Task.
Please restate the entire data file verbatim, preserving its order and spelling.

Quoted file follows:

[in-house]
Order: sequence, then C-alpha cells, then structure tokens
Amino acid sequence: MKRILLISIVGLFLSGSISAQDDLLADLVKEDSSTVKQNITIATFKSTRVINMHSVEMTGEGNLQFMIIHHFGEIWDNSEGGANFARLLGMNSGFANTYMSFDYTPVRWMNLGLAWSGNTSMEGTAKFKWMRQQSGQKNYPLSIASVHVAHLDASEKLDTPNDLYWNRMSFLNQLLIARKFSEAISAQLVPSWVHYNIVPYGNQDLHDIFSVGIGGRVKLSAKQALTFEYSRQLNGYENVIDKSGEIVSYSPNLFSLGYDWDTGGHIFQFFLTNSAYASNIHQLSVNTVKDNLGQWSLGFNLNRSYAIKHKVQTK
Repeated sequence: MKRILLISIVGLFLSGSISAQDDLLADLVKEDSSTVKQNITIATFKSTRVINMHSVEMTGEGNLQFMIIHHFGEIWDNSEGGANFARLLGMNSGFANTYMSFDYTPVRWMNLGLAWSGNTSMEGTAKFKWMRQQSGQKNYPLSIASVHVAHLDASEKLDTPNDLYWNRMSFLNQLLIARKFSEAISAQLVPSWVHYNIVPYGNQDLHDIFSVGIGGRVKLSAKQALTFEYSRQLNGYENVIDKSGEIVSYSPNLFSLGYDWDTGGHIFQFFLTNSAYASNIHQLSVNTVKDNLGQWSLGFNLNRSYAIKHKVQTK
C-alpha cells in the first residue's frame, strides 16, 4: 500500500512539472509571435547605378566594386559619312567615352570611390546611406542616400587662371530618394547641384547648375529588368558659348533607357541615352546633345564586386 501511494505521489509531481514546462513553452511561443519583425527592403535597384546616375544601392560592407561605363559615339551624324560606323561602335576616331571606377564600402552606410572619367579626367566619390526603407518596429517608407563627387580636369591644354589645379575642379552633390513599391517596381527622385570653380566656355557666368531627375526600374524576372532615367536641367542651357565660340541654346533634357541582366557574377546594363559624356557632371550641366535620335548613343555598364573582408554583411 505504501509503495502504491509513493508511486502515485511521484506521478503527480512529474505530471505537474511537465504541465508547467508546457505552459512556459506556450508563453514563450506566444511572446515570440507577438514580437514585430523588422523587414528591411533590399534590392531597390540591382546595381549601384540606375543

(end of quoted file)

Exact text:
[in-house]
Order: sequence, then C-alpha cells, then structure tokens
Amino acid sequence: MKRILLISIVGLFLSGSISAQDDLLADLVKEDSSTVKQNITIATFKSTRVINMHSVEMTGEGNLQFMIIHHFGEIWDNSEGGANFARLLGMNSGFANTYMSFDYTPVRWMNLGLAWSGNTSMEGTAKFKWMRQQSGQKNYPLSIASVHVAHLDASEKLDTPNDLYWNRMSFLNQLLIARKFSEAISAQLVPSWVHYNIVPYGNQDLHDIFSVGIGGRVKLSAKQALTFEYSRQLNGYENVIDKSGEIVSYSPNLFSLGYDWDTGGHIFQFFLTNSAYASNIHQLSVNTVKDNLGQWSLGFNLNRSYAIKHKVQTK
Repeated sequence: MKRILLISIVGLFLSGSISAQDDLLADLVKEDSSTVKQNITIATFKSTRVINMHSVEMTGEGNLQFMIIHHFGEIWDNSEGGANFARLLGMNSGFANTYMSFDYTPVRWMNLGLAWSGNTSMEGTAKFKWMRQQSGQKNYPLSIASVHVAHLDASEKLDTPNDLYWNRMSFLNQLLIARKFSEAISAQLVPSWVHYNIVPYGNQDLHDIFSVGIGGRVKLSAKQALTFEYSRQLNGYENVIDKSGEIVSYSPNLFSLGYDWDTGGHIFQFFLTNSAYASNIHQLSVNTVKDNLGQWSLGFNLNRSYAIKHKVQTK
C-alpha cells in the first residue's frame, strides 16, 4: 500500500512539472509571435547605378566594386559619312567615352570611390546611406542616400587662371530618394547641384547648375529588368558659348533607357541615352546633345564586386 501511494505521489509531481514546462513553452511561443519583425527592403535597384546616375544601392560592407561605363559615339551624324560606323561602335576616331571606377564600402552606410572619367579626367566619390526603407518596429517608407563627387580636369591644354589645379575642379552633390513599391517596381527622385570653380566656355557666368531627375526600374524576372532615367536641367542651357565660340541654346533634357541582366557574377546594363559624356557632371550641366535620335548613343555598364573582408554583411 505504501509503495502504491509513493508511486502515485511521484506521478503527480512529474505530471505537474511537465504541465508547467508546457505552459512556459506556450508563453514563450506566444511572446515570440507577438514580437514585430523588422523587414528591411533590399534590392531597390540591382546595381549601384540606375543